The journey took them along the dull, straight and virtually lockless Mittelland Canal full of commercial traffic, mainly East European to and from Poland.

Another highlight was crossing the River Elbe on the Rothensee aqueduct. Building this commenced in 1938 but stopped at the beginning of World War II. Rebuilding started in 1993 and the aqueduct had only been open for about two years when Ron and Myra crossed it. That aqueduct is 918 metres long and 32 metres wide.

Approaching Berlin they headed north towards the beautiful Mecklenburg lakes which reminded them of the Norfolk Broads fifty years ago, albeit twenty times larger. They navigated across the enormous Muritz See which covers 117 square kilometres, and later also crossed the Schweriner See, finally to reach the most northern navigable point at Hohen Viecheln, which is not too far from the Baltic Sea but which, unfortunately, is unreachable by boat.

Ron and Myra then retraced their path to the fascinating city of Berlin, where a most convenient free mooring was found right in the centre of the city where they were well placed to explore modern day Berlin, including Check Point Charlie and the remains of the Berlin Wall.

Continuing towards Poland, upon reaching the border they found that, due to the dry summer, there was only a depth of 38cm in the River Oder. As 'Elsa'' draws much more than that, they sadly had to retrace their steps to leave the exploration of Poland to another occasion.

'Elsa' was left in Eastern Germany over the winter and Ron and Myra brought her back to 'the West' the following year.

Many thanks to Ron and Myra for an interesting and enjoyable evening. We saw areas of Europe that many of us will never experience other than through their slides.

Paul Herbert

(Many thanks to Ron and Myra for their assistance in compiling the above).


Museum Boat

 
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A fundraising appeal to raise £20,000 to ensure the future of ex-working narrow boat Sculptor has been launched by The Friends of the National Waterways Museum at Stoke Bruerne. Sculptor, currently moored on the Grand Union Canal outside the museum at Stoke Bruerne in Northamptonshire, is unable to move because of the poor condition of her hull and the fear of sinking.

Sculptor is a 71ft 6ins long composite boat (iron sides and wooden bottom), built on a 7ft 1in beam in 1935 by W.J. Yarwood and Sons Ltd at Northwich in Cheshire for the Grand Union Canal Carrying Company. She is thought to have worked initially carrying general cargoes between London and Birmingham. During World War II, from 1943, she saw service as a fire fighting vessel in the London area, returning to the Company two years later.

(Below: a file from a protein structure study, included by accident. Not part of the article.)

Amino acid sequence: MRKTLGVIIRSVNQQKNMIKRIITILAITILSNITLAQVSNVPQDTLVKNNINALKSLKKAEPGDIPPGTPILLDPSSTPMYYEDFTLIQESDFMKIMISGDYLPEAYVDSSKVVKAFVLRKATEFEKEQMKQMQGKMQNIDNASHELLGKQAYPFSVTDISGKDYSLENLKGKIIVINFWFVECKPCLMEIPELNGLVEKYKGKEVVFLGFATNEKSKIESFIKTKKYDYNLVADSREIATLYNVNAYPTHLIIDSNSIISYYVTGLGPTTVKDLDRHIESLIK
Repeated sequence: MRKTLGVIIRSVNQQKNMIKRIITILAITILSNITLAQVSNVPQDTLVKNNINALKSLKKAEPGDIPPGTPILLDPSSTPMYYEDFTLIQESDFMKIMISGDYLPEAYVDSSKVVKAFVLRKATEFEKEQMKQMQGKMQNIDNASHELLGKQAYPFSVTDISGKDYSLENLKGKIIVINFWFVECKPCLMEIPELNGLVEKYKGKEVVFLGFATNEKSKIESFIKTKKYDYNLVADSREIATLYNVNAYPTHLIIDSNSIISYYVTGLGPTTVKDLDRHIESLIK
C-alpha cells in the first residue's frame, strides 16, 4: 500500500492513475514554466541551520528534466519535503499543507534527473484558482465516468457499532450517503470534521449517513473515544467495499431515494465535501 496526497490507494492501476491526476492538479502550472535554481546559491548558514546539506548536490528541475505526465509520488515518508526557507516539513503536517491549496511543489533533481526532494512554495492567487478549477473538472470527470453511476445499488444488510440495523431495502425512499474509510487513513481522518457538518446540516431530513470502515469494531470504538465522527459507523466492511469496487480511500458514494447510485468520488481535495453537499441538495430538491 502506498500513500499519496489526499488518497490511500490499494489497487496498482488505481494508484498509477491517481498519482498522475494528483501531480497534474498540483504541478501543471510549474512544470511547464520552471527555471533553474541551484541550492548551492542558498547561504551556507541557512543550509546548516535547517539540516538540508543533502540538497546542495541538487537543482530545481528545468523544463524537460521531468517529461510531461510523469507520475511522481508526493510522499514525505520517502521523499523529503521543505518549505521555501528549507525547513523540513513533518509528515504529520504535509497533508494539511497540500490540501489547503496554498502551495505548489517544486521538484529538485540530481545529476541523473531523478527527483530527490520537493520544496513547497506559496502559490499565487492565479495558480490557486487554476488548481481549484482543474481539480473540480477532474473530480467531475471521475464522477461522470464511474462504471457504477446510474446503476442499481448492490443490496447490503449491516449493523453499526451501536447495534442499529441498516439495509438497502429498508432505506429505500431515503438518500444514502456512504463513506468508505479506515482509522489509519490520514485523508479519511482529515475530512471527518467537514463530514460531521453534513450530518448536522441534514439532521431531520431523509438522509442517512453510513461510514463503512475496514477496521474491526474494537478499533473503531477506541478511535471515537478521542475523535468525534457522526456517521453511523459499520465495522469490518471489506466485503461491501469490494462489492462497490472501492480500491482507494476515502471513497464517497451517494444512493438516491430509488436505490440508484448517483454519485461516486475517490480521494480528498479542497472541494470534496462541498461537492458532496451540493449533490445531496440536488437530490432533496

The most urgent work required to safeguard Sculptor is complete re-bottoming (or planking) of the hull. Linked with this major task is work involving the repair of replacement of worn rivets in the rubbing strakes on the lower hull and the doubling, or replacement, of hull plating behind the knees.

IWA's Northampton Branch has started the appeal with a donation of £500.

Donations to the Sculptor Appeal can be made via Laura Sturrock, treasurer of The Friends of The National Waterways Museum at Stoke Bruerne, at 39 Church Street, Nether Heyford, Northants, NN7 3LH (cheques made payable to Friends of the Canal Museum). Alternatively, donations may be made on-line at www.friendsofcanalmuseum.org.uk

IWA Head Office Bulletin - March 2009


Standedge Tunnel

 
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When Standedge Tunnel re-opens for through boat passages on 30th March 2009, it will be under the new system of boats going through under their own power.

Passage will take place on three days a week - Monday, Wed-nesday and Friday. Three boats in each direction will be allowed into the tunnel each day, at 45 minute intervals to prevent boaters being affected by the diesel fumes of other boats. Each boat will carry a BW "chaperone", a qualified tunnel pilot who will supervise the passage and offer advice. The pilot would be able to steer the boat through tricky sections of the boater wished but the boater may steer the boat the whole way if preferred.

Boaters wishing to use the tunnel must book a passage at least 24 hours in advance by phoning 0113 281 6860 (line open Monday to Friday, 8.30 am - 4.30 pm). It is advisable to book a slot as far in advance as possible, but you should be aware that BW will charge you £50 if you don't show up (unless you have phoned to cancel 48 hours or more in advance).

But if you haven't got a boat then there is good news for you as well! There will be monthly through trips for passengers on the electric passenger module.

These trips will be on the first Saturday of each month, with the first being on Saturday 4th April. The westbound trip leaves Tunnel End, Marsden at 9.00 am and the eastbound trip leaves Diggle at 1.00 pm. The fare will be £10 per person (£8 children and concessions) and places can be booked by ringing 01484 844298.

Bus number 184 runs hourly through Diggle and Marsden, passing the top of the lane leading down to Tunnel End, for those who don't fancy making their return on foot over the moors.

The short trips into the tunnel from Tunnel End will operate as in previous years and will start again this year when the Standedge Visitor Centre opens on Saturday 4th April.

www.penninewaterways.co.uk


Society New Year Lunch

 
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31 January 2009

General view of the lunch room

Thirty-one members and guests attended the Society's first New Year Lunch at the Blue Hayes Restaurant at Shootash, near Romsey, on Saturday 31 January. As the restaurant's function room can only accommodate thirty-two, organiser Maureen Greenham must be congratulated on reaching capacity!

Some of the diners

As this event was in effect a late Christmas lunch, members with Christmas Crackers left over contributed those which, together with Party Poppers, gave our party a seasonal flavour.

More diners

On the whole the food was excellent, though those who had lamb found it a little on the tough side, though with good flavour. Our hosts apologised for the lamb and provided a part refund.

Yet more diners

The feeling of those who attended was that they enjoyed the occasion and would be pleased to participate in a similar future event.

Many thanks to Maureen for her splendid organisation, once again.

Paul Herbert